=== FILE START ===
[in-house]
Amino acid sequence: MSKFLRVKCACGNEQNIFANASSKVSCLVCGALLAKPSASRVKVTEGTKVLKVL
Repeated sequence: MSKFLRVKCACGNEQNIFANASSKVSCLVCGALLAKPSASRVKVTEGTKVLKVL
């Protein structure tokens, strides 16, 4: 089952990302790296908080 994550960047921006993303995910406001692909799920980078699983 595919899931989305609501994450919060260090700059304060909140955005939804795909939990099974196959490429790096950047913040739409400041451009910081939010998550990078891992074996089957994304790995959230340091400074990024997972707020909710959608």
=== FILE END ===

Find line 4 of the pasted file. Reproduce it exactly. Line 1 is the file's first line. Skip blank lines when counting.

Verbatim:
């Protein structure tokens, strides 16, 4: 089952990302790296908080 994550960047921006993303995910406001692909799920980078699983 595919899931989305609501994450919060260090700059304060909140955005939804795909939990099974196959490429790096950047913040739409400041451009910081939010998550990078891992074996089957994304790995959230340091400074990024997972707020909710959608």